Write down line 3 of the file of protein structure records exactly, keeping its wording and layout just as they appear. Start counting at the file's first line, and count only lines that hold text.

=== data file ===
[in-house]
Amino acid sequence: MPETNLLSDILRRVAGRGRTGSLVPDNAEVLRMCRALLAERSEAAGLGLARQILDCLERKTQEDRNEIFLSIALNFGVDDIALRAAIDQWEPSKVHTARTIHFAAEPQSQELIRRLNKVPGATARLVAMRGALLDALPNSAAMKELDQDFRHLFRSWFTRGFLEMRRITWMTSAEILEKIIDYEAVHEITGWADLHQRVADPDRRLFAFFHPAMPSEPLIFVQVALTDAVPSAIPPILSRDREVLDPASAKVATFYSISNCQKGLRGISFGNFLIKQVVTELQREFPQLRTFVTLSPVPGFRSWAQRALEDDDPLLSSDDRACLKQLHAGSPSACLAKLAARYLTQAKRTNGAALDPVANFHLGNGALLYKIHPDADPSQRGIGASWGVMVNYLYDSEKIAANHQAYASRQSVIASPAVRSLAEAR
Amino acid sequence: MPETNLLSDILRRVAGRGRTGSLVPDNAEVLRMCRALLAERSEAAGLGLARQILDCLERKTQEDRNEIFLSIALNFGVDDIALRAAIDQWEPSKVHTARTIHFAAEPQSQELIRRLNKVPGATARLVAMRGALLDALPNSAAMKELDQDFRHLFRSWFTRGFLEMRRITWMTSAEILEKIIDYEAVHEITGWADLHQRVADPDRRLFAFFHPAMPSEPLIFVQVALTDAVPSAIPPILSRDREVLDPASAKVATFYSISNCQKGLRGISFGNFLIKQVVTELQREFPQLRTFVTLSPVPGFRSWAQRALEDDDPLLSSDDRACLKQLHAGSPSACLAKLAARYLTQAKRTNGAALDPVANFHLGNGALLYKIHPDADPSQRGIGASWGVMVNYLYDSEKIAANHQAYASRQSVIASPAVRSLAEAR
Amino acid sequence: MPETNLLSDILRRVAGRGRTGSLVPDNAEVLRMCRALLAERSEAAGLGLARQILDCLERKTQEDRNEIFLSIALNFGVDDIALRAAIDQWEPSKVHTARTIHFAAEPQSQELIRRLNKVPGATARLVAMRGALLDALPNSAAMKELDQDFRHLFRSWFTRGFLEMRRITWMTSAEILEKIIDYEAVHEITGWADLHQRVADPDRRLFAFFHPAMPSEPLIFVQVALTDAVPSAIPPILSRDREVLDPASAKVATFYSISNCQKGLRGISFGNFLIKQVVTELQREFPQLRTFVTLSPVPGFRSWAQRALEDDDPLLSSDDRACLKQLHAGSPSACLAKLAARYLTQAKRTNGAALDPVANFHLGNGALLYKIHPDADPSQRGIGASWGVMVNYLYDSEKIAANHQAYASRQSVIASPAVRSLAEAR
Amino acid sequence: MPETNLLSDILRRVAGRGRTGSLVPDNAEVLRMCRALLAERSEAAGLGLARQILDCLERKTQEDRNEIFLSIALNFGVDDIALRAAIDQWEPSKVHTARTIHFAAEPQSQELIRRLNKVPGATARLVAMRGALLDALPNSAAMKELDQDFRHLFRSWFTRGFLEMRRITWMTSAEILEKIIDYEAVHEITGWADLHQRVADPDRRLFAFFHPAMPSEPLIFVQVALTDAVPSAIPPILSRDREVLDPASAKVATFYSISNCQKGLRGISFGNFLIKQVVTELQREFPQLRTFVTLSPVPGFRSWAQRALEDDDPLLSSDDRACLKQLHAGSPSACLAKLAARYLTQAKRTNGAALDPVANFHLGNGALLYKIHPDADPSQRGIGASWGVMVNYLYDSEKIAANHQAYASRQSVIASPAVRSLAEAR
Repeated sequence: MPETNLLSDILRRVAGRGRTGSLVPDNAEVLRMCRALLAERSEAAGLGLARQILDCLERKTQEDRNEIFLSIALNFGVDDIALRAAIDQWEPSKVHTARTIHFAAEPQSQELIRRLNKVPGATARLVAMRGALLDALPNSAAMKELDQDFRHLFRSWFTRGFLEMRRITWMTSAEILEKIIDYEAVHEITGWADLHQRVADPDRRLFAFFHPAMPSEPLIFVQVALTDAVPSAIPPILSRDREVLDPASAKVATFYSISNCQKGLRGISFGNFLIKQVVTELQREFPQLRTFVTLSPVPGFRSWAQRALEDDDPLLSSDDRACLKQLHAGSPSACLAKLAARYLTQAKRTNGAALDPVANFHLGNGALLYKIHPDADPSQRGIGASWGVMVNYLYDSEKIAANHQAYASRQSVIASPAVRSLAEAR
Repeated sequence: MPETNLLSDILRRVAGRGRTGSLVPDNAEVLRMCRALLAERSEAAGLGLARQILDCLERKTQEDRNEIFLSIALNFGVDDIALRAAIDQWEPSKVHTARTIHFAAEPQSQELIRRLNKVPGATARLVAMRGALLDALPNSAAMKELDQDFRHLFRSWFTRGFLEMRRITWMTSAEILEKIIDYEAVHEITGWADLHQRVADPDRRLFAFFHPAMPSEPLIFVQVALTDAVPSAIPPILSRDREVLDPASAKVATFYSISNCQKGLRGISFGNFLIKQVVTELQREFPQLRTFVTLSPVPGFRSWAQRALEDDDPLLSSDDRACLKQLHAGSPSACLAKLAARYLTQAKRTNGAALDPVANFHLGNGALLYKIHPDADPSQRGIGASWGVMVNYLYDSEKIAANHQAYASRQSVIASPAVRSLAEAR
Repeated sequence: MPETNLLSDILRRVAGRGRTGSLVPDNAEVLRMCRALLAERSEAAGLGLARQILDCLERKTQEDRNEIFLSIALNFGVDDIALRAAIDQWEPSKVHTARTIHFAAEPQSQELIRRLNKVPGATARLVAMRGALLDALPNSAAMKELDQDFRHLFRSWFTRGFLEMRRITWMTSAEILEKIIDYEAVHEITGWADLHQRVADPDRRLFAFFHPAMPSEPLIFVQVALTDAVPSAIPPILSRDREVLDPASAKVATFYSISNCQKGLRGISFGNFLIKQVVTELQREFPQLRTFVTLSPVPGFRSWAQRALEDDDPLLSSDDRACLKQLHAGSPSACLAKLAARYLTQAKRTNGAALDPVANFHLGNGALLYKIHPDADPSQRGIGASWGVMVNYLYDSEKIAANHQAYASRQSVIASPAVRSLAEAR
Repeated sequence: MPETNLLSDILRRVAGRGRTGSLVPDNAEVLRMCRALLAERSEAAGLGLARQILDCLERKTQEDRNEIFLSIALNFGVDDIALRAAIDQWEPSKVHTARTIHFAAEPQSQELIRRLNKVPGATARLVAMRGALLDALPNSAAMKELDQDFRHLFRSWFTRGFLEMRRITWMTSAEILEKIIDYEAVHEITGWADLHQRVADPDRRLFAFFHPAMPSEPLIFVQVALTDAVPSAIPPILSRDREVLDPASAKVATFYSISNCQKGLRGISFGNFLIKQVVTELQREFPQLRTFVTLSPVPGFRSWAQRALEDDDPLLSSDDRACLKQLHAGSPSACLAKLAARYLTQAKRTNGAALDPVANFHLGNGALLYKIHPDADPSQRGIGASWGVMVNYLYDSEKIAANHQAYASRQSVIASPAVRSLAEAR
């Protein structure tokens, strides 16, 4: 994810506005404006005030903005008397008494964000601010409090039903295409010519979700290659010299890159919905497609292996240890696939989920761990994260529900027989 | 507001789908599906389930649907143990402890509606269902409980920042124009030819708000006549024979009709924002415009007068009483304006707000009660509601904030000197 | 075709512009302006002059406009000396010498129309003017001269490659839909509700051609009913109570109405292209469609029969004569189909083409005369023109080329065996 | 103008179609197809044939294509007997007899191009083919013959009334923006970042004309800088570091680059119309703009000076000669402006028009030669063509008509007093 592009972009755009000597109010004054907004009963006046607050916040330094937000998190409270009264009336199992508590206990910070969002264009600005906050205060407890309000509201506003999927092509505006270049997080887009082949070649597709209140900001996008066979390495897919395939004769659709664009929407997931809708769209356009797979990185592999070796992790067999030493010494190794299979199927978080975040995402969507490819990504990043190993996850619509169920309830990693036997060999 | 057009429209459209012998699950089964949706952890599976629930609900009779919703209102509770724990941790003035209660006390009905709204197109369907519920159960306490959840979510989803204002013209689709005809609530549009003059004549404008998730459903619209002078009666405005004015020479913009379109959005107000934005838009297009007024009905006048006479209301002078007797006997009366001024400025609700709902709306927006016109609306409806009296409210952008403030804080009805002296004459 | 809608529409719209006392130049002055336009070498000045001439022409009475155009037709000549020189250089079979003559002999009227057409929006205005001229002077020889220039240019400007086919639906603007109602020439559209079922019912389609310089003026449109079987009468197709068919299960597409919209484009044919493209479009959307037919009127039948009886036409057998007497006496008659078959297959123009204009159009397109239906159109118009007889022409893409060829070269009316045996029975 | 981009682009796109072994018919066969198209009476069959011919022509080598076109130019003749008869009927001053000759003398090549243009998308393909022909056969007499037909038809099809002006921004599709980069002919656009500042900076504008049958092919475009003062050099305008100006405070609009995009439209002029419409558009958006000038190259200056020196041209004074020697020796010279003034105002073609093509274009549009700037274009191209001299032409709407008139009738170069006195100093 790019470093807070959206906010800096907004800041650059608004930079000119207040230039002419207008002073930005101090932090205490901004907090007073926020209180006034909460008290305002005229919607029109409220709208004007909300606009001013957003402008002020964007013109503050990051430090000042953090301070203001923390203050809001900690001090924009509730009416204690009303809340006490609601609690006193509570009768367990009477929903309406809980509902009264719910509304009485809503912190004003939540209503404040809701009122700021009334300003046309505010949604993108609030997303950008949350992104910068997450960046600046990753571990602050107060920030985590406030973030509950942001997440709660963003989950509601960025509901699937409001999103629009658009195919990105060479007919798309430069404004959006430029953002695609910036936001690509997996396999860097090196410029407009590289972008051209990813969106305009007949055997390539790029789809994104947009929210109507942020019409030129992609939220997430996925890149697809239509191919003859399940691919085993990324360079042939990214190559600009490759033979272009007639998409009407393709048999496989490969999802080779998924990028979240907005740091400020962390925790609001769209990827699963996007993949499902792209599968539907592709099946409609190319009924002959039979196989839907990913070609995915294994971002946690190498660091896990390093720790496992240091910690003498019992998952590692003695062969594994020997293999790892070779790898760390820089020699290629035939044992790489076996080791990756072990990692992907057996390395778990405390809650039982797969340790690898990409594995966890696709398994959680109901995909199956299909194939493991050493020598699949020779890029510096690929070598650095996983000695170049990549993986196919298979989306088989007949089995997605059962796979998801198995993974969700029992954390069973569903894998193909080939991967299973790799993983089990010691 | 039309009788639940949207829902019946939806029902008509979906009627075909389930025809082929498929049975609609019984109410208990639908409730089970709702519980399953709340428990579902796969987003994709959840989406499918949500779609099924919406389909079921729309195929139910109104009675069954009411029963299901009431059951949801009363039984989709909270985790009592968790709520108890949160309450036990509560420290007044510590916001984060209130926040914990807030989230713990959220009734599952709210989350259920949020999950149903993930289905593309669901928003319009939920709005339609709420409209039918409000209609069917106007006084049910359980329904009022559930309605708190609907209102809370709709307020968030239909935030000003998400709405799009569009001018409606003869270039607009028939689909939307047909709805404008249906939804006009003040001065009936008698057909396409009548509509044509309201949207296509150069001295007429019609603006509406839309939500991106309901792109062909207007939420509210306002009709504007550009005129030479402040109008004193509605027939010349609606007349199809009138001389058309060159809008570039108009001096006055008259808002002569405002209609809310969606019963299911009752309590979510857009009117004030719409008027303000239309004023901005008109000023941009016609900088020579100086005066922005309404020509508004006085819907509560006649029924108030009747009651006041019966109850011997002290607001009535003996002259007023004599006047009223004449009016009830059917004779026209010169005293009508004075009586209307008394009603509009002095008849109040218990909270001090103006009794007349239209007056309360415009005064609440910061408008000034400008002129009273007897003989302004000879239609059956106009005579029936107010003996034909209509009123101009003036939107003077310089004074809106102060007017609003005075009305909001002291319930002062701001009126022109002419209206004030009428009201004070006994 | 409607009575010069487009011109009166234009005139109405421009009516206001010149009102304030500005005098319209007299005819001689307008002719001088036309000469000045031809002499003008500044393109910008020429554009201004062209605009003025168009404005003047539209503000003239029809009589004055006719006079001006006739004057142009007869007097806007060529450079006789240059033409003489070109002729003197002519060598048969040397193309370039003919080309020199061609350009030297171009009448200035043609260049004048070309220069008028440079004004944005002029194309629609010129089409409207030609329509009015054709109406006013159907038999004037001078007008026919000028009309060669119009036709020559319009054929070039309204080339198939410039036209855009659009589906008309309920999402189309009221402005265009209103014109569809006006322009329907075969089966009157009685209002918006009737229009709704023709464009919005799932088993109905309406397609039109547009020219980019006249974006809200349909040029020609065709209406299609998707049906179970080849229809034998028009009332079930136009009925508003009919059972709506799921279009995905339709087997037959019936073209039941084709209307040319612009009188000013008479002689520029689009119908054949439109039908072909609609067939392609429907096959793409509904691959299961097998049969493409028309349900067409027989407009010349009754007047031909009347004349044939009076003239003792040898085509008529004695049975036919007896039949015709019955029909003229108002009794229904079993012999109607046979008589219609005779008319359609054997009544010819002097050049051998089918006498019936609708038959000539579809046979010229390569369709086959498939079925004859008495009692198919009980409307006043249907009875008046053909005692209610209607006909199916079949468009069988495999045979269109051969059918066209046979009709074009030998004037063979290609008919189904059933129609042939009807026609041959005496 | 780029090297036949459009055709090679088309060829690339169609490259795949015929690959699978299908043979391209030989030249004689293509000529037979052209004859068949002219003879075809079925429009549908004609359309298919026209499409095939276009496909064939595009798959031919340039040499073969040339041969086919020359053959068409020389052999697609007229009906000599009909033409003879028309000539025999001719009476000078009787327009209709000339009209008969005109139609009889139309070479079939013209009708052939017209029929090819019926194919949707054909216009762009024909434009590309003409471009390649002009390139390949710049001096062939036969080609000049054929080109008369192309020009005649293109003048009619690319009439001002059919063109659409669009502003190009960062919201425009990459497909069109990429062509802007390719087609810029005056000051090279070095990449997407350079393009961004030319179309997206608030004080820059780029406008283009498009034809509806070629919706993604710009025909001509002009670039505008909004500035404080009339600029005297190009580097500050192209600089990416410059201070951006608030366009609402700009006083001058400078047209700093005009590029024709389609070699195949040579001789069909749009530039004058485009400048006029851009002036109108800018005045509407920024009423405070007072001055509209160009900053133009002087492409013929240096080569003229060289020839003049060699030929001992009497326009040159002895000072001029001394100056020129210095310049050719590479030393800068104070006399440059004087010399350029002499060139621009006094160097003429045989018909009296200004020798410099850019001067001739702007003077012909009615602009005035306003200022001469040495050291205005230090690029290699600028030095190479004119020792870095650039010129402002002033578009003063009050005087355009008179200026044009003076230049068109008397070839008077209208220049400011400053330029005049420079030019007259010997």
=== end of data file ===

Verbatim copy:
Amino acid sequence: MPETNLLSDILRRVAGRGRTGSLVPDNAEVLRMCRALLAERSEAAGLGLARQILDCLERKTQEDRNEIFLSIALNFGVDDIALRAAIDQWEPSKVHTARTIHFAAEPQSQELIRRLNKVPGATARLVAMRGALLDALPNSAAMKELDQDFRHLFRSWFTRGFLEMRRITWMTSAEILEKIIDYEAVHEITGWADLHQRVADPDRRLFAFFHPAMPSEPLIFVQVALTDAVPSAIPPILSRDREVLDPASAKVATFYSISNCQKGLRGISFGNFLIKQVVTELQREFPQLRTFVTLSPVPGFRSWAQRALEDDDPLLSSDDRACLKQLHAGSPSACLAKLAARYLTQAKRTNGAALDPVANFHLGNGALLYKIHPDADPSQRGIGASWGVMVNYLYDSEKIAANHQAYASRQSVIASPAVRSLAEAR